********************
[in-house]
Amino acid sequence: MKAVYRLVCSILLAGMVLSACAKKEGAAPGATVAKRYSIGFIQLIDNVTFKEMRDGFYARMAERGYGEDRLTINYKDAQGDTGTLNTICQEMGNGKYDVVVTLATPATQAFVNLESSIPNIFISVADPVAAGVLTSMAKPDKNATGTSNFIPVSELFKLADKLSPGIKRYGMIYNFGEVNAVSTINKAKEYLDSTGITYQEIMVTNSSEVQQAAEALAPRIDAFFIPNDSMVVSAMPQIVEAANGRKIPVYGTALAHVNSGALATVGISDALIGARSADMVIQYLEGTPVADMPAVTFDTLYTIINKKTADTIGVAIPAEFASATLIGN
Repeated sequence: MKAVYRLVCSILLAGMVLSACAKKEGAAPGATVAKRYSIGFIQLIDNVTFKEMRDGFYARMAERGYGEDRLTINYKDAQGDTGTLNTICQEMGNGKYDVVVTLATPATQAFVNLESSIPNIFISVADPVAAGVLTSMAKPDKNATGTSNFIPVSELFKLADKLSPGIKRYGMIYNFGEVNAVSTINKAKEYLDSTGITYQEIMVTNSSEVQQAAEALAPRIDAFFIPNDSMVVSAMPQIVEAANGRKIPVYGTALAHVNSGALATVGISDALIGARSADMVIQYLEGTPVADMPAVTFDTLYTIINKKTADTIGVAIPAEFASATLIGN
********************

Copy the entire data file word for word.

[in-house]
Amino acid sequence: MKAVYRLVCSILLAGMVLSACAKKEGAAPGATVAKRYSIGFIQLIDNVTFKEMRDGFYARMAERGYGEDRLTINYKDAQGDTGTLNTICQEMGNGKYDVVVTLATPATQAFVNLESSIPNIFISVADPVAAGVLTSMAKPDKNATGTSNFIPVSELFKLADKLSPGIKRYGMIYNFGEVNAVSTINKAKEYLDSTGITYQEIMVTNSSEVQQAAEALAPRIDAFFIPNDSMVVSAMPQIVEAANGRKIPVYGTALAHVNSGALATVGISDALIGARSADMVIQYLEGTPVADMPAVTFDTLYTIINKKTADTIGVAIPAEFASATLIGN
Repeated sequence: MKAVYRLVCSILLAGMVLSACAKKEGAAPGATVAKRYSIGFIQLIDNVTFKEMRDGFYARMAERGYGEDRLTINYKDAQGDTGTLNTICQEMGNGKYDVVVTLATPATQAFVNLESSIPNIFISVADPVAAGVLTSMAKPDKNATGTSNFIPVSELFKLADKLSPGIKRYGMIYNFGEVNAVSTINKAKEYLDSTGITYQEIMVTNSSEVQQAAEALAPRIDAFFIPNDSMVVSAMPQIVEAANGRKIPVYGTALAHVNSGALATVGISDALIGARSADMVIQYLEGTPVADMPAVTFDTLYTIINKKTADTIGVAIPAEFASATLIGN